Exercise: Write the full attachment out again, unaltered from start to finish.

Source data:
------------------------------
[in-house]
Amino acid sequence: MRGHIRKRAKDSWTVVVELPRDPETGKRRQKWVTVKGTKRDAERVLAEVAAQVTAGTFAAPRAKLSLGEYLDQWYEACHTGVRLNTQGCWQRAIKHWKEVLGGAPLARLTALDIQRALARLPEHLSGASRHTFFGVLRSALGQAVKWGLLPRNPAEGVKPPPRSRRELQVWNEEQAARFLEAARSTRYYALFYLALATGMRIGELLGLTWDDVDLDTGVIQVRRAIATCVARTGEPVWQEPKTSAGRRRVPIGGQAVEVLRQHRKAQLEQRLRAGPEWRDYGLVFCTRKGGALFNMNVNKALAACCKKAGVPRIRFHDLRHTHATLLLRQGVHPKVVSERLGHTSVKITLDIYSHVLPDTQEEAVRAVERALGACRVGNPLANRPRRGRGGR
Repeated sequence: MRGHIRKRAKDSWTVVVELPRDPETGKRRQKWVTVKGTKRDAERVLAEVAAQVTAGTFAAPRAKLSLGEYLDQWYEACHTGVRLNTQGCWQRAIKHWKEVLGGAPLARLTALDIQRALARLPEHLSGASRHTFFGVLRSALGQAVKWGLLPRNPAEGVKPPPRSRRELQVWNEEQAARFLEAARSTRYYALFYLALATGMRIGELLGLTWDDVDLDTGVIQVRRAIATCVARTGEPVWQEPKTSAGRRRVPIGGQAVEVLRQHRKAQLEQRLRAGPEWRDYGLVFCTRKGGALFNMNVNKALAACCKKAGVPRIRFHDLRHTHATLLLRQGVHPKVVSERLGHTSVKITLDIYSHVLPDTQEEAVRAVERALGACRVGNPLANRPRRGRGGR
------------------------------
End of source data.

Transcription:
[in-house]
Amino acid sequence: MRGHIRKRAKDSWTVVVELPRDPETGKRRQKWVTVKGTKRDAERVLAEVAAQVTAGTFAAPRAKLSLGEYLDQWYEACHTGVRLNTQGCWQRAIKHWKEVLGGAPLARLTALDIQRALARLPEHLSGASRHTFFGVLRSALGQAVKWGLLPRNPAEGVKPPPRSRRELQVWNEEQAARFLEAARSTRYYALFYLALATGMRIGELLGLTWDDVDLDTGVIQVRRAIATCVARTGEPVWQEPKTSAGRRRVPIGGQAVEVLRQHRKAQLEQRLRAGPEWRDYGLVFCTRKGGALFNMNVNKALAACCKKAGVPRIRFHDLRHTHATLLLRQGVHPKVVSERLGHTSVKITLDIYSHVLPDTQEEAVRAVERALGACRVGNPLANRPRRGRGGR
Repeated sequence: MRGHIRKRAKDSWTVVVELPRDPETGKRRQKWVTVKGTKRDAERVLAEVAAQVTAGTFAAPRAKLSLGEYLDQWYEACHTGVRLNTQGCWQRAIKHWKEVLGGAPLARLTALDIQRALARLPEHLSGASRHTFFGVLRSALGQAVKWGLLPRNPAEGVKPPPRSRRELQVWNEEQAARFLEAARSTRYYALFYLALATGMRIGELLGLTWDDVDLDTGVIQVRRAIATCVARTGEPVWQEPKTSAGRRRVPIGGQAVEVLRQHRKAQLEQRLRAGPEWRDYGLVFCTRKGGALFNMNVNKALAACCKKAGVPRIRFHDLRHTHATLLLRQGVHPKVVSERLGHTSVKITLDIYSHVLPDTQEEAVRAVERALGACRVGNPLANRPRRGRGGR